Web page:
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Federal Government Using New Technology to Track People By Their Cell Phones

The United States Constitution, along with the Florida Constitution, protects people from unreasonable searches and seizures. There are many cases decided by state and federal courts which elaborate on what is a legal search and seizure by the police and what violates a person’s right to privacy under the Constitution. However, as many legal cases as there are, they do not perfectly cover every situation. This is particularly true where a new technology is developed that gives the government access to people and information that was not possible before.

Somewhat recently, government officials have attempted to track people via GPS in their phones and otherwise. As a result, there have been court decisions in Florida and throughout the United States discussing whether the police need a warrant before they can track someone’s movement by GPS. There is now a new technology called Stingray that allows the government to track cell phone signals inside vehicles, homes and certain buildings. With this technology, the government can use a person’s cell phone data, such as text messages and emails, to determine the exact location of the cell phone. Law enforcement officials are apparently using this technology to track people without first applying for a search warrant and getting permission from a judge. The government’s position is that the technology does not retrieve information on the cell phone, just its location, so a search warrant is not required.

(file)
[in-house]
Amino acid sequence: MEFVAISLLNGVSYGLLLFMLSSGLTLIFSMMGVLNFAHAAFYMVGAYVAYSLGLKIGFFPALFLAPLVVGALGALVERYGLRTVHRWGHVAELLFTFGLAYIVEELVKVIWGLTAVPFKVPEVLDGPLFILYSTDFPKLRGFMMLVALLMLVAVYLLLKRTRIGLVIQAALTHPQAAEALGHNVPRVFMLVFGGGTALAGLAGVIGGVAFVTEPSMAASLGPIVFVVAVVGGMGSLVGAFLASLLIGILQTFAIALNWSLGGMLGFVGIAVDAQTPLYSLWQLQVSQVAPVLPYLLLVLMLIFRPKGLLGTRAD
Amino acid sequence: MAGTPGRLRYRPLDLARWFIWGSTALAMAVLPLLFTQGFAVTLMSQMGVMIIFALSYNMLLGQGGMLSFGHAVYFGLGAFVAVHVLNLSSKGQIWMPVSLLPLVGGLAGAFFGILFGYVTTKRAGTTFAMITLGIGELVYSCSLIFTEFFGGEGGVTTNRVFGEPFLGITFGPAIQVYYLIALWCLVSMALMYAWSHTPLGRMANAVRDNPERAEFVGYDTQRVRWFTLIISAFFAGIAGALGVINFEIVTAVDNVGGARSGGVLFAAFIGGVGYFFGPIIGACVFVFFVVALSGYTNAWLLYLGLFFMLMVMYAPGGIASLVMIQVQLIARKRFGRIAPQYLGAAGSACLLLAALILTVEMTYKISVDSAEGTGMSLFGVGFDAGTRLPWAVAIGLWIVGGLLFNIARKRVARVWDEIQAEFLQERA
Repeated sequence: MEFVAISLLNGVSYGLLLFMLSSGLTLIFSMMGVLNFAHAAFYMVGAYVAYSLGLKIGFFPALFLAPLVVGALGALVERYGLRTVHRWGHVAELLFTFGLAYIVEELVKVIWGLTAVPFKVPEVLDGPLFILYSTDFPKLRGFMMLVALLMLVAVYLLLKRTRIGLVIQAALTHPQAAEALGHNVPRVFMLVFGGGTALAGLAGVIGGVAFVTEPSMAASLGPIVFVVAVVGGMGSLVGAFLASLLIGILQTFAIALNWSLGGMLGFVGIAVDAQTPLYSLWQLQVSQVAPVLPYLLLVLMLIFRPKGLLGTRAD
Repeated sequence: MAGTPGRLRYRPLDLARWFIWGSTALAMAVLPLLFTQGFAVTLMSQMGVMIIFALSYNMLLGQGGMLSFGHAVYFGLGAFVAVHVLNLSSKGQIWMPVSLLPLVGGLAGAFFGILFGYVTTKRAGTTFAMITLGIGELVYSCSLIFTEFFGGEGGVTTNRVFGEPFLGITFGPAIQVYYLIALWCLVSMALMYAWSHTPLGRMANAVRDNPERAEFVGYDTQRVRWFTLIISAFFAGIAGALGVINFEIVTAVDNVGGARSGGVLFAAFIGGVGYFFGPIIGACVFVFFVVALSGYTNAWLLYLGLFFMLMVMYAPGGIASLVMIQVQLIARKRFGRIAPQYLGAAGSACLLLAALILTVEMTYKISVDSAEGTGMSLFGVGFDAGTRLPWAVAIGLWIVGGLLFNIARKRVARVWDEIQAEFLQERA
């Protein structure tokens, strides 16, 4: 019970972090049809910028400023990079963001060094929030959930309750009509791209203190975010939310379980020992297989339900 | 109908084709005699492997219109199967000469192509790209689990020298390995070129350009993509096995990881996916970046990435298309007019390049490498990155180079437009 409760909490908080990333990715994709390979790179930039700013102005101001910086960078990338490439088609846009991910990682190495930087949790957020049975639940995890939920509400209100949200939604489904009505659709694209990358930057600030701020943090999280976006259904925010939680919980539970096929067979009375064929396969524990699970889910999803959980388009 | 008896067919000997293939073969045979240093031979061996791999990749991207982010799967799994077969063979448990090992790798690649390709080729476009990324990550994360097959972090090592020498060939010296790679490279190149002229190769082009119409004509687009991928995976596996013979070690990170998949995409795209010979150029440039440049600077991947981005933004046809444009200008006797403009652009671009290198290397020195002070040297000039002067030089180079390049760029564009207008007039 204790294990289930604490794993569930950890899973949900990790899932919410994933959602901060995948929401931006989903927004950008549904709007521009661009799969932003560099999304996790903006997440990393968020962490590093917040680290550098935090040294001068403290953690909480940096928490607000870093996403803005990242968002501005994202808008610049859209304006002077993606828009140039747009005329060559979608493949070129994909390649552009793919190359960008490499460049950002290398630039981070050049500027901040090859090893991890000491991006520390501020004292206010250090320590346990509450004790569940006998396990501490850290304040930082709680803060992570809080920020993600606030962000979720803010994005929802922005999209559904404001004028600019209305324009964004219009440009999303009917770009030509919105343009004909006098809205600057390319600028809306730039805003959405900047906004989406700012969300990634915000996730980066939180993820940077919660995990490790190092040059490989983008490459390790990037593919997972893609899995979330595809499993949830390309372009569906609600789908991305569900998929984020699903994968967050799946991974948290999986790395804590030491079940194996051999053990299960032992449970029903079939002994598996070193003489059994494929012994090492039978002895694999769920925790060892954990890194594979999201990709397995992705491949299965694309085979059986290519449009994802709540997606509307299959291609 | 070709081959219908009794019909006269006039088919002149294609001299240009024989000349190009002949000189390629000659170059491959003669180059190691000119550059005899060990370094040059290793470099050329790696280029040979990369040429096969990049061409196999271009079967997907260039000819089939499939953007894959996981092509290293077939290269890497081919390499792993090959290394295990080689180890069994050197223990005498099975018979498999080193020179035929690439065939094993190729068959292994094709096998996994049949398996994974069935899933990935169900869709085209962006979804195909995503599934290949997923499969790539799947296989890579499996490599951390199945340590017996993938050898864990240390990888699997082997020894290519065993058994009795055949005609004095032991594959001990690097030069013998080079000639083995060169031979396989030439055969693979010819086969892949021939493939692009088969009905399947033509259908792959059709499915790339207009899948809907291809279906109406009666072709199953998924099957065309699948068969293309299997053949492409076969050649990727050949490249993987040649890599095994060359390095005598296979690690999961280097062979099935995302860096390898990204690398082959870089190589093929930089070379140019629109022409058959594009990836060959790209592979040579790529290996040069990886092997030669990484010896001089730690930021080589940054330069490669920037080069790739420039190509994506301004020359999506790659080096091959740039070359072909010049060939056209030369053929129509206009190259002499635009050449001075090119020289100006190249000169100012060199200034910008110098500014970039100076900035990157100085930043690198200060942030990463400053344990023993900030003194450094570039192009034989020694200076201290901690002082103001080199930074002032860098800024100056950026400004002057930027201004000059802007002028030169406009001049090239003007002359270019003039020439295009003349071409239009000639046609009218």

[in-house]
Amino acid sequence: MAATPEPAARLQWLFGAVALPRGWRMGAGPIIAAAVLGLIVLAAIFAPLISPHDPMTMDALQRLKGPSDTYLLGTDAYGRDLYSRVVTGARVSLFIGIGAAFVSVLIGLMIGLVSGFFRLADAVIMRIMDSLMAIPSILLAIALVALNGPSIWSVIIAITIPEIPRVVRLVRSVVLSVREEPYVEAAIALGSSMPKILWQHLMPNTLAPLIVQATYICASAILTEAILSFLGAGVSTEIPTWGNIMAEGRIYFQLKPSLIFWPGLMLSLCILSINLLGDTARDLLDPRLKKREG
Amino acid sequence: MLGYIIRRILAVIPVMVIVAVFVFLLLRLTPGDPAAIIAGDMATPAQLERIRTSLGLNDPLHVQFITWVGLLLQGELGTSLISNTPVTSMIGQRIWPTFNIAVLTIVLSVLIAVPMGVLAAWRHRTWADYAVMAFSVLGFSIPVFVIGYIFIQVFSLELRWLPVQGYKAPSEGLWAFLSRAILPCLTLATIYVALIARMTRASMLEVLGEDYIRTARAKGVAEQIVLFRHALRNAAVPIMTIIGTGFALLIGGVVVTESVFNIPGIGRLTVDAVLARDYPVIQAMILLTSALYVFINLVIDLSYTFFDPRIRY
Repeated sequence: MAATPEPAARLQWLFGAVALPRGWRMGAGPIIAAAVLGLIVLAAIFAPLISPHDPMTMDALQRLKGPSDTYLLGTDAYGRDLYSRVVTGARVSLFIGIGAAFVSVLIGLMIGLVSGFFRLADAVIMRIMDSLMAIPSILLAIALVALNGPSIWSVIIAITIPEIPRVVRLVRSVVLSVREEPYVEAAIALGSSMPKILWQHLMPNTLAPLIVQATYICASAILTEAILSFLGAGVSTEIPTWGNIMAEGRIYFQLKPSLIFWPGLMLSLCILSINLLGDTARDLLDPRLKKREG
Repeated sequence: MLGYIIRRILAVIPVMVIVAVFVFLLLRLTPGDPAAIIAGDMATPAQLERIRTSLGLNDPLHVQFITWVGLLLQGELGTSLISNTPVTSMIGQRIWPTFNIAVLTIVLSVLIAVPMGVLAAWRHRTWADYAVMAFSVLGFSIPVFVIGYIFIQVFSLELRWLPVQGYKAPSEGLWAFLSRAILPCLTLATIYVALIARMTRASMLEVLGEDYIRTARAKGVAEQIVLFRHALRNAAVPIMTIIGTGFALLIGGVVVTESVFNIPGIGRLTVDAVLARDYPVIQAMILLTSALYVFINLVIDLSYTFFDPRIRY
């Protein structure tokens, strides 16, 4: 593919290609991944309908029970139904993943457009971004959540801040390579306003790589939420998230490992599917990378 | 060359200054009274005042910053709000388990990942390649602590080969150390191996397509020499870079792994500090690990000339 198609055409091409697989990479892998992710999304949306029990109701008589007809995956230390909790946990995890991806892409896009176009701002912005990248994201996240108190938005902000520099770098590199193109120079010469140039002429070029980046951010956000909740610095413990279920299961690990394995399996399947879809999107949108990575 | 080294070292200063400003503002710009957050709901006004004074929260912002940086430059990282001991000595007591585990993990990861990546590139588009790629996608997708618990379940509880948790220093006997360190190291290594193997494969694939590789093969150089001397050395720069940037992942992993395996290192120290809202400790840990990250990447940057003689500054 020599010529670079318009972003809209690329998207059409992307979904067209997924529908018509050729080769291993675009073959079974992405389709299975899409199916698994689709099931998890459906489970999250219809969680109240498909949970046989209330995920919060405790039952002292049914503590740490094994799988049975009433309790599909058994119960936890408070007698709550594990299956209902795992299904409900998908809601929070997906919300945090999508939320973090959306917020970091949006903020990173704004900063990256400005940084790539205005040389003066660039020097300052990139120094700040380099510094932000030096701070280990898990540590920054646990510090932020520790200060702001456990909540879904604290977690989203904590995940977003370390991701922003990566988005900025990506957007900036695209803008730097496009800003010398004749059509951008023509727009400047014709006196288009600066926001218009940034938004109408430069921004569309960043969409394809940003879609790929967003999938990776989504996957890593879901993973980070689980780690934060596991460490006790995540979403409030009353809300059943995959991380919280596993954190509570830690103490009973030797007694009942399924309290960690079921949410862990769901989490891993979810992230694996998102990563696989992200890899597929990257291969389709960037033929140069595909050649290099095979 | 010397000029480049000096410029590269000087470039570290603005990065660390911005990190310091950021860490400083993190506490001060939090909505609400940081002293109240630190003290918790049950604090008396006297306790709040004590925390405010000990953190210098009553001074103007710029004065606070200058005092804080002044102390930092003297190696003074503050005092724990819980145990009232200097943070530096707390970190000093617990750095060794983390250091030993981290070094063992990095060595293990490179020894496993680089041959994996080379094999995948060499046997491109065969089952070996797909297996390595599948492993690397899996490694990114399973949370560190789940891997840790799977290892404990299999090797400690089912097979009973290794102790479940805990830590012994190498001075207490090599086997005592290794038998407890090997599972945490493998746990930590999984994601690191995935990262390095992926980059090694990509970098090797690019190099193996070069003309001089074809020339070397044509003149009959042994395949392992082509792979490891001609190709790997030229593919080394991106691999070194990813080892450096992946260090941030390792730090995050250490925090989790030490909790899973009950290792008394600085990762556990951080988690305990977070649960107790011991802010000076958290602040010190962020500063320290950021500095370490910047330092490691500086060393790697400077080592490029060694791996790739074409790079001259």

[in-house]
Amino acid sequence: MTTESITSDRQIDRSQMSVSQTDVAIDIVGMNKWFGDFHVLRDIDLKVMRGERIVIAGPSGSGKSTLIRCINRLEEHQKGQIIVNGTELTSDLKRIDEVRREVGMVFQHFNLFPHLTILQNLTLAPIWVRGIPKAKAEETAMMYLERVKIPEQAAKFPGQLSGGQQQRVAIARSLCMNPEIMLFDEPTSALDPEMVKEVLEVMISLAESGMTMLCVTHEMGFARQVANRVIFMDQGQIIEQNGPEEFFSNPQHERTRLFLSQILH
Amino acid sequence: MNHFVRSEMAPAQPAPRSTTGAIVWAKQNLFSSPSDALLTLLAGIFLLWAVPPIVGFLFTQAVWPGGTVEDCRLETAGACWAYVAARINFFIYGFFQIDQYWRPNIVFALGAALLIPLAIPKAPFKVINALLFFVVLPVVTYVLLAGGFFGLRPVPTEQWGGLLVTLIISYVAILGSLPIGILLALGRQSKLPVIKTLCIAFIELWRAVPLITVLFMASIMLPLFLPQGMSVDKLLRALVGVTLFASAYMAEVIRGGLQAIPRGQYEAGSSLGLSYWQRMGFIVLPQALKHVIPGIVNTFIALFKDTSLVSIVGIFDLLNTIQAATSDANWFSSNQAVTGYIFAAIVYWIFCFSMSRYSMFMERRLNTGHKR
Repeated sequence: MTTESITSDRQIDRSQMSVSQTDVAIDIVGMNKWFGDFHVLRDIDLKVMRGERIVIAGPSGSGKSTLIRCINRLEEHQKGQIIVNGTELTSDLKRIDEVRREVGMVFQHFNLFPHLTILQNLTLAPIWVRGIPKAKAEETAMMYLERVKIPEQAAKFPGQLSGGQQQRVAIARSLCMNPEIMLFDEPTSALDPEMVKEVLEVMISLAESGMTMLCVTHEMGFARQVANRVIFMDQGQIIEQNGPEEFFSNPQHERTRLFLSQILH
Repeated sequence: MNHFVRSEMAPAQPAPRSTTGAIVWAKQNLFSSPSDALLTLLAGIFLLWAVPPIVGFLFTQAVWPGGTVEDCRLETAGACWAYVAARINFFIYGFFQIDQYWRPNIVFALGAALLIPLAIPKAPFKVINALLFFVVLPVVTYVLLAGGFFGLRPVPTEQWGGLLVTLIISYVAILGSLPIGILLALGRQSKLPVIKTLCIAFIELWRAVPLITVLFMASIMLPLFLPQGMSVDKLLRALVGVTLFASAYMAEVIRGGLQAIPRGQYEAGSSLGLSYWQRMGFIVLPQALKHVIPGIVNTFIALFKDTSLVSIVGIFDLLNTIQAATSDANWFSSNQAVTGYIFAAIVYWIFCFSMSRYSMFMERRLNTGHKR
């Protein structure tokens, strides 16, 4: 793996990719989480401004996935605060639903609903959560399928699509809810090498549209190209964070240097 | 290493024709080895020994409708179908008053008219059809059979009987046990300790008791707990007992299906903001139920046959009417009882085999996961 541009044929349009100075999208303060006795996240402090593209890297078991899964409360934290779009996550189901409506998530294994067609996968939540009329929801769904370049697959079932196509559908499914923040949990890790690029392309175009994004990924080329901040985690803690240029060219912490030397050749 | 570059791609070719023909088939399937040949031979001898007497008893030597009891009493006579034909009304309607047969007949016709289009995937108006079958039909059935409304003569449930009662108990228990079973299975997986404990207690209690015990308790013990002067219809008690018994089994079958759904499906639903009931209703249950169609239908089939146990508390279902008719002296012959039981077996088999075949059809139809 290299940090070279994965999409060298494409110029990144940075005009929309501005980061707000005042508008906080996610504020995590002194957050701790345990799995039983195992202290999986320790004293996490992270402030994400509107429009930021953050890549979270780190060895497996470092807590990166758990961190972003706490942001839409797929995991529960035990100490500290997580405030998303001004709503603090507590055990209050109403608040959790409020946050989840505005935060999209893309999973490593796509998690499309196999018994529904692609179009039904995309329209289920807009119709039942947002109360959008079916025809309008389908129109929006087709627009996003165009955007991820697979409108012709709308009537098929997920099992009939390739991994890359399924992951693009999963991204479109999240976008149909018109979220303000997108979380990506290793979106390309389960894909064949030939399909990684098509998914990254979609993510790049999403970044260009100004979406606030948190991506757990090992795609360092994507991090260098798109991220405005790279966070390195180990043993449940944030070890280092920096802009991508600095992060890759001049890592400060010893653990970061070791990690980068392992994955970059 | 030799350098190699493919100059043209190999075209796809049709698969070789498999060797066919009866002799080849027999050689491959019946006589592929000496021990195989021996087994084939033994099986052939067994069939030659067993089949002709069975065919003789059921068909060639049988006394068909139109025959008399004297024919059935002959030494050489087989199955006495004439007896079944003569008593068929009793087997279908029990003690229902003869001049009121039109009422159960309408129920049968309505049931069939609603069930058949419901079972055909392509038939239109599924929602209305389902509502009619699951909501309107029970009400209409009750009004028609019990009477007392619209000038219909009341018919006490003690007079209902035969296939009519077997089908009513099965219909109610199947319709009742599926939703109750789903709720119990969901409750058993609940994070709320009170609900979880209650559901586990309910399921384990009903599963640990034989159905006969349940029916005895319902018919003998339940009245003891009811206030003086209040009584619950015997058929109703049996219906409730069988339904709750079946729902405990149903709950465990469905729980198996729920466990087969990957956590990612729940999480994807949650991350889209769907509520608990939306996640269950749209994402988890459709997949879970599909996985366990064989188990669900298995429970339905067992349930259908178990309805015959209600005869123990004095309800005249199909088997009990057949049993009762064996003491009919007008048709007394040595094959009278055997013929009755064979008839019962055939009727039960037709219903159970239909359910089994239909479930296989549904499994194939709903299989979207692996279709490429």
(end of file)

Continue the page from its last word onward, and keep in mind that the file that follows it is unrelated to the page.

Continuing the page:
This tracking device, which apparently costs between $60,000 and $175,000, is primarily being used in drug cases (the government does love to spend money on the war on drugs). As of now, we have not seen any legal opinions that have directly addressed this particular Stingray technology. However, as the government makes greater use of it and makes drug and other arrests as a result, the issue of whether the government can track a person by his/her cell phone data without a warrant will likely be the subject of future criminal cases and appeals.